Bella sat in the passenger seat of the car, next to her despised social worker, Steph Banning. Steph sighed heavily, and muttered, ''Another one bites the dust.''
For tonight, it would be back to Hamworthy House, and tomorrow morning, the weekly ''What are we going to do with Bella Pleasance'' meeting. She and her colleagues were tearing her hair out over the frightful girl, to the point where Steph worried her alopecia would reach permanent status.
In the ten months since Bella came to them, she had been placed with no fewer than thirty-seven foster families. The longest placement to date was six days. Most only lasted three to four days before the dreaded sound of the telephone in Steph's office presaged another ''Can you please come and collect Bella? We can't put up with her a minute longer.'' call.
She had left behind her a trail of destructed, desperate, dysfunctional families. In one case, one of the natural children of the family had left home, to be found a week later, 200 miles away, living on the streets. She had begged to be left there, agreeing to return home only when her mother, her father and three social workers had promised her that Bella was gone and would not be returning. One foster mother had had a nervous breakdown, and was now on antidepressants. Another had asked to be removed permanently from the fostering list. This was one of their best people, a woman of infinite patience. The woman who had had Bella for six days had paid for it with divorce papers from her husband, as punishment for the most horrendous six days of his life. The grounds for divorce were ''unreasonable behaviour''.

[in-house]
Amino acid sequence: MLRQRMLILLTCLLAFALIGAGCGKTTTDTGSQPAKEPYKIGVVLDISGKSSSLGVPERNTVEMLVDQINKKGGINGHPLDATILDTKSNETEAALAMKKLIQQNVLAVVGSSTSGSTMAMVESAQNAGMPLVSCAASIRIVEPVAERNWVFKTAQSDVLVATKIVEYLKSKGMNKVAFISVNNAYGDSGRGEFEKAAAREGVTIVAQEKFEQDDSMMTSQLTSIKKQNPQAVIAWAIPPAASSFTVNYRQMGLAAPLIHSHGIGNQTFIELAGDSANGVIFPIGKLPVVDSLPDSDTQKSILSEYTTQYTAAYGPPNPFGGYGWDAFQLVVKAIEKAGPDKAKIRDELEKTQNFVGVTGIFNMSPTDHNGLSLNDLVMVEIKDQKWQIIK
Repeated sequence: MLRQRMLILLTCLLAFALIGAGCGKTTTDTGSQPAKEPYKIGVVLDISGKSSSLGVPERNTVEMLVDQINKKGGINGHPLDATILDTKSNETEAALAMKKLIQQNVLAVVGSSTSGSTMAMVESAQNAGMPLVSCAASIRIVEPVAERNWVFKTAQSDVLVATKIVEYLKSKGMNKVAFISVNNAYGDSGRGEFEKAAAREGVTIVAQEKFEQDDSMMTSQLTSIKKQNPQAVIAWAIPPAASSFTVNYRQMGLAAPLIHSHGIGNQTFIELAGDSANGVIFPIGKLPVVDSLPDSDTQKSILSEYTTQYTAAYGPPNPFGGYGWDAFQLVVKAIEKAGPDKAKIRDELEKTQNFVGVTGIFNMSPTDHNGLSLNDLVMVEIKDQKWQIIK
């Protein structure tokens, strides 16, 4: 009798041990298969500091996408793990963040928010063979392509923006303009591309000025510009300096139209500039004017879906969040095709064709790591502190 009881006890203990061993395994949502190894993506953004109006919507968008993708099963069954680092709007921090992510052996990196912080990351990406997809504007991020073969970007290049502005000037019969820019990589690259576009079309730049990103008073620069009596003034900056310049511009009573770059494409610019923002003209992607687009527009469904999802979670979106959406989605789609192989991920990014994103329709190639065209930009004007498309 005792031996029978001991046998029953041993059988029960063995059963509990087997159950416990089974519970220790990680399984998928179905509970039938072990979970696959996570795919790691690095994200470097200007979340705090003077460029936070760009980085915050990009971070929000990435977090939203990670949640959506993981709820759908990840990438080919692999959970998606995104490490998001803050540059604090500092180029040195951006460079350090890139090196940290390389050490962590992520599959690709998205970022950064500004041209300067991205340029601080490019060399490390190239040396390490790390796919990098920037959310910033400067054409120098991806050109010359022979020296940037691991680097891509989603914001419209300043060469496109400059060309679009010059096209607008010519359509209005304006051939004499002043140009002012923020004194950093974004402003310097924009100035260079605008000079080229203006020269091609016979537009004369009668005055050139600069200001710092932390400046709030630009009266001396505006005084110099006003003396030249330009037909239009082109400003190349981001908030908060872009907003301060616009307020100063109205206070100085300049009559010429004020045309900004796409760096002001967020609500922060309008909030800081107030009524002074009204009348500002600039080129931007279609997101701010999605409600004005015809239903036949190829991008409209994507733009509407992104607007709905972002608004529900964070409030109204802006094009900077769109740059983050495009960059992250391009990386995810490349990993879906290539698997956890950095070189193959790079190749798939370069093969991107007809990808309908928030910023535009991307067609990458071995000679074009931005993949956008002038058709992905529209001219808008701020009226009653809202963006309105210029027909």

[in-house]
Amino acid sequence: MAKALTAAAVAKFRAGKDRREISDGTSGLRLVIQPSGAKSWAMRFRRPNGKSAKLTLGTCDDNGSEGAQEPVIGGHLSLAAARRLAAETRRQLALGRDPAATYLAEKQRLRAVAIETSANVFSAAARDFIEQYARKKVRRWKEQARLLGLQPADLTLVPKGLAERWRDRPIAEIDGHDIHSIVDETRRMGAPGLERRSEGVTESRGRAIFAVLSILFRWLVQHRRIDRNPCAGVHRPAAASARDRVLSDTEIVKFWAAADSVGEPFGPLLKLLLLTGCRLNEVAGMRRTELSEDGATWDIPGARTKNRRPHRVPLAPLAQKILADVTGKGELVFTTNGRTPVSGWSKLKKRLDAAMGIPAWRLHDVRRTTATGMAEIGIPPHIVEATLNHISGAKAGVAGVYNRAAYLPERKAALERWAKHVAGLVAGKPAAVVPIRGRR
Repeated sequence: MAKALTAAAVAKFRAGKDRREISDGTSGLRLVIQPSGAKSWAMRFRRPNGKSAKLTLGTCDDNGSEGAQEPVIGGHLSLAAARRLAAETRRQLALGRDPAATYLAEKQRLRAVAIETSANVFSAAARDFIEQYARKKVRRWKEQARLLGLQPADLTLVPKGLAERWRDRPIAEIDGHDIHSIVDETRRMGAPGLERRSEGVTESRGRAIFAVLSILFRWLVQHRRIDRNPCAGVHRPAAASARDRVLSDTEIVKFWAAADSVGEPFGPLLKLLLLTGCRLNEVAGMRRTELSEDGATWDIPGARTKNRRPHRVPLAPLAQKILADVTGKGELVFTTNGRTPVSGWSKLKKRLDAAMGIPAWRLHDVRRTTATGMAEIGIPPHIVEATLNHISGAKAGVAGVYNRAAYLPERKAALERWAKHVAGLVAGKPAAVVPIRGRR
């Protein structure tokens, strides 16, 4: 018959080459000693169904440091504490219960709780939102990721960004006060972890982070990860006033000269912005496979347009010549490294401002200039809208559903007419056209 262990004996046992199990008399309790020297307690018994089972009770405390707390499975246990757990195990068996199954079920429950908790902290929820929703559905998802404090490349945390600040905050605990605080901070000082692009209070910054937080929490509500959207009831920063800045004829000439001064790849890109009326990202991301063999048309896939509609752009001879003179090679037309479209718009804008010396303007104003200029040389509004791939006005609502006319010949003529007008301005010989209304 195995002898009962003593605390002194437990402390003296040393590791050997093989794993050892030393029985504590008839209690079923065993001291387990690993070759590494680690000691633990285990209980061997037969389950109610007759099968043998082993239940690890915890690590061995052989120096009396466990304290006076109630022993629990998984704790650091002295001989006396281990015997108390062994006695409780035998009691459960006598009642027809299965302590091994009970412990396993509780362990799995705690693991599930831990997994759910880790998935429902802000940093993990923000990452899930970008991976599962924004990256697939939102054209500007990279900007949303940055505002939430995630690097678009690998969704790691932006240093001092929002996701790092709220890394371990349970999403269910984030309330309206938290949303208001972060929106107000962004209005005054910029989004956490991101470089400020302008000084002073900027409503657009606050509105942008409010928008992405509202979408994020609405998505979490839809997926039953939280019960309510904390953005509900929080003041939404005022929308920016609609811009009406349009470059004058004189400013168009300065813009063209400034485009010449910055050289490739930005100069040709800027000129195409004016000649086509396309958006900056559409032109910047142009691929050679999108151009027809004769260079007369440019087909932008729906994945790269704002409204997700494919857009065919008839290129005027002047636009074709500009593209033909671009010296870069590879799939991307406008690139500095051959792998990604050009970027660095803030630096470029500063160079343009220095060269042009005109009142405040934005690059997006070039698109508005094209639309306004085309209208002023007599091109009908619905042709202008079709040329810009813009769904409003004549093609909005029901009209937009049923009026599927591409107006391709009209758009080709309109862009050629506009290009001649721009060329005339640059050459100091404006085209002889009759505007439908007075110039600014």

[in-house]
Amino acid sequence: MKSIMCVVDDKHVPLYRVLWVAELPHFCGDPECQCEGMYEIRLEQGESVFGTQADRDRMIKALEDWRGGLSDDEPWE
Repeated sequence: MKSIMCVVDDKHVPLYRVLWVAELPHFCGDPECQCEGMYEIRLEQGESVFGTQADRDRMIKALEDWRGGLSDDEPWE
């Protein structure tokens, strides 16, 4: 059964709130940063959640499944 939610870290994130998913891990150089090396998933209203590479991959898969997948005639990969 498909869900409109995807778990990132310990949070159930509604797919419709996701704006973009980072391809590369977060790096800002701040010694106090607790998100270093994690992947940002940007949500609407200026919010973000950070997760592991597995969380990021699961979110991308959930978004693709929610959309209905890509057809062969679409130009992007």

In the gaps between fostering, Bella was to be found in what was beginning to be called ''Bella's Lair''. On her first night there, the night after her parents died, they made the mistake of putting her in with another girl. She immediately went through the poor girl's clothes and other possessions, took what she wanted for herself and destroyed the rest, and blacked her eye for complaining about it.
In the early days, Steph and her colleagues were sympathetic with Bella, putting her bad demeanor down to grief. Now, however, they knew better. They could see in retrospect that Bella had not been the slightest bit sad at her bereavement. The social worker who had accompanied Bella to her parents' funeral had reported on her return that Bella had grinned when her uncle had thrown soil onto her mother's coffin. It probably was the only time anyone had ever seen Bella smile.
Bella got out of Steph's car, walked to the door of Hamworthy House, and went in, shutting the door in Steph's face. Steph was used to this. She sighed and opened it, then went to the kitchen. Carrie, who ran the home, looked up from the cup of tea she was drinking and shook her head.
''I take it she's back, then.''
''I dunno if I can take any more, Steph. I've been scouring the papers for another job. Neil's the same.'' Neil was her husband. They had been in charge of this home for eighteen years and it was a job they loved. ''We'd rather work on a supermarket checkout than have to see that...creature every day.'' She was very worried about Neil. If they didn't either get rid of Bella soon, for good, or find alternative employment, she was sure he would leave her.
Up in her Lair, Bella was grinning. Contrary to what the social workers believed, Bella did plenty of smiling. When she was in her Lair, or any other place she was alone, she smiled all the time - but it didn't improve her looks one bit. She planned and plotted new ways all the time to thwart her social workers and her foster mothers, fathers and ''siblings'', and her smile was terrifying.
So far, she had always got her own way. She knew she always would. In just three years and two months, she would be an adult, and would be able to leave this dump. But on the way there, she could have fun making life miserable for all these stupid do-gooders.